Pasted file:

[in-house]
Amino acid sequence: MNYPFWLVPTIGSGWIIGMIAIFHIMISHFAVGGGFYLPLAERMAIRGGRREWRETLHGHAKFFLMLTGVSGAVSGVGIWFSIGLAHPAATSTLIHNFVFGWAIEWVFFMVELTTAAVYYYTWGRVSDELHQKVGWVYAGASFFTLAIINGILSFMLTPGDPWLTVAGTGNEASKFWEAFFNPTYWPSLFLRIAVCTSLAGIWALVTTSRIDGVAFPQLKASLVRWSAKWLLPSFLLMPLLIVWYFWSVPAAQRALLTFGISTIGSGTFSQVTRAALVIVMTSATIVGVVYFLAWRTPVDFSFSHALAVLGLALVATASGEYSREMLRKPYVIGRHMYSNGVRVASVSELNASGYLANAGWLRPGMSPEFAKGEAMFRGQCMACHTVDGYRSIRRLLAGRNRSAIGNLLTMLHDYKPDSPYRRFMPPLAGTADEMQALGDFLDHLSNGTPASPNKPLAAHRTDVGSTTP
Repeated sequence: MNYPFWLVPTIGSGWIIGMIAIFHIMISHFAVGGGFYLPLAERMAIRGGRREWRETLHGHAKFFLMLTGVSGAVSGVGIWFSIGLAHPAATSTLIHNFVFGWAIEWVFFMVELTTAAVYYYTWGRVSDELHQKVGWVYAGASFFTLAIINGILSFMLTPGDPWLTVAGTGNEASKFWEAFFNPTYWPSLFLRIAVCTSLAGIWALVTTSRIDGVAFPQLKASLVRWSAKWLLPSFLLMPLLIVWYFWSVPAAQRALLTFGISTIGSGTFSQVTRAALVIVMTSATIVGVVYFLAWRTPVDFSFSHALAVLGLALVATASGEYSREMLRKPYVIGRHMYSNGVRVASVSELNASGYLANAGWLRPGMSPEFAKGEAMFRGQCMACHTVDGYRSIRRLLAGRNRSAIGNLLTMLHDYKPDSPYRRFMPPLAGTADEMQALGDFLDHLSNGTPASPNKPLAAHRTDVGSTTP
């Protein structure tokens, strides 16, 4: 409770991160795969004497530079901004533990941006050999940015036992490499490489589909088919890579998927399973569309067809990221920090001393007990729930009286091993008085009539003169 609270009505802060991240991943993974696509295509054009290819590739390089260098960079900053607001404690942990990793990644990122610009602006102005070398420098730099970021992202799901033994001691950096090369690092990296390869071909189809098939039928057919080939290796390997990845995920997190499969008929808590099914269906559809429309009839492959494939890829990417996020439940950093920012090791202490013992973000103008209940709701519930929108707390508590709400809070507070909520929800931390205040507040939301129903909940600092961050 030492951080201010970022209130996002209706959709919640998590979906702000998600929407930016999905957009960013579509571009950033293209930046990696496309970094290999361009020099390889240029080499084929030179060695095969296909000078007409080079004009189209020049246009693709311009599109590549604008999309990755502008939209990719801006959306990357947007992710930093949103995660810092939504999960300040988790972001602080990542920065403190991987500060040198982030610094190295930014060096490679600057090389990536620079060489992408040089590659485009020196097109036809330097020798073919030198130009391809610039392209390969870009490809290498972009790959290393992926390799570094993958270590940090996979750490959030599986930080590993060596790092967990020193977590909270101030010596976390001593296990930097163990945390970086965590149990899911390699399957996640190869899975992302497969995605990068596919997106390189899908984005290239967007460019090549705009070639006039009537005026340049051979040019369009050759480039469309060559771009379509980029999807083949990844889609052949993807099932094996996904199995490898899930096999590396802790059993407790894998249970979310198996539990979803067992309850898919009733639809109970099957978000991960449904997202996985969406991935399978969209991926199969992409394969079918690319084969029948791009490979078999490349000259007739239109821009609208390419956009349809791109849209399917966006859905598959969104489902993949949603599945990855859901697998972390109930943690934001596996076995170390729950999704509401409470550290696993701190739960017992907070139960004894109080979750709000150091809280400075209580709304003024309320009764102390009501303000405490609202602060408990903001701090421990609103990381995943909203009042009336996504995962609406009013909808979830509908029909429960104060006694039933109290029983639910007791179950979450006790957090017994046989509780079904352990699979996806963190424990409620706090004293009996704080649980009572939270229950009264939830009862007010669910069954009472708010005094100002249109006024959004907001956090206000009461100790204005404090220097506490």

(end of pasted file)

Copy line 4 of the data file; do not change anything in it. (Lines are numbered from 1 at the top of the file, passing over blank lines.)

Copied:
């Protein structure tokens, strides 16, 4: 409770991160795969004497530079901004533990941006050999940015036992490499490489589909088919890579998927399973569309067809990221920090001393007990729930009286091993008085009539003169 609270009505802060991240991943993974696509295509054009290819590739390089260098960079900053607001404690942990990793990644990122610009602006102005070398420098730099970021992202799901033994001691950096090369690092990296390869071909189809098939039928057919080939290796390997990845995920997190499969008929808590099914269906559809429309009839492959494939890829990417996020439940950093920012090791202490013992973000103008209940709701519930929108707390508590709400809070507070909520929800931390205040507040939301129903909940600092961050 030492951080201010970022209130996002209706959709919640998590979906702000998600929407930016999905957009960013579509571009950033293209930046990696496309970094290999361009020099390889240029080499084929030179060695095969296909000078007409080079004009189209020049246009693709311009599109590549604008999309990755502008939209990719801006959306990357947007992710930093949103995660810092939504999960300040988790972001602080990542920065403190991987500060040198982030610094190295930014060096490679600057090389990536620079060489992408040089590659485009020196097109036809330097020798073919030198130009391809610039392209390969870009490809290498972009790959290393992926390799570094993958270590940090996979750490959030599986930080590993060596790092967990020193977590909270101030010596976390001593296990930097163990945390970086965590149990899911390699399957996640190869899975992302497969995605990068596919997106390189899908984005290239967007460019090549705009070639006039009537005026340049051979040019369009050759480039469309060559771009379509980029999807083949990844889609052949993807099932094996996904199995490898899930096999590396802790059993407790894998249970979310198996539990979803067992309850898919009733639809109970099957978000991960449904997202996985969406991935399978969209991926199969992409394969079918690319084969029948791009490979078999490349000259007739239109821009609208390419956009349809791109849209399917966006859905598959969104489902993949949603599945990855859901697998972390109930943690934001596996076995170390729950999704509401409470550290696993701190739960017992907070139960004894109080979750709000150091809280400075209580709304003024309320009764102390009501303000405490609202602060408990903001701090421990609103990381995943909203009042009336996504995962609406009013909808979830509908029909429960104060006694039933109290029983639910007791179950979450006790957090017994046989509780079904352990699979996806963190424990409620706090004293009996704080649980009572939270229950009264939830009862007010669910069954009472708010005094100002249109006024959004907001956090206000009461100790204005404090220097506490």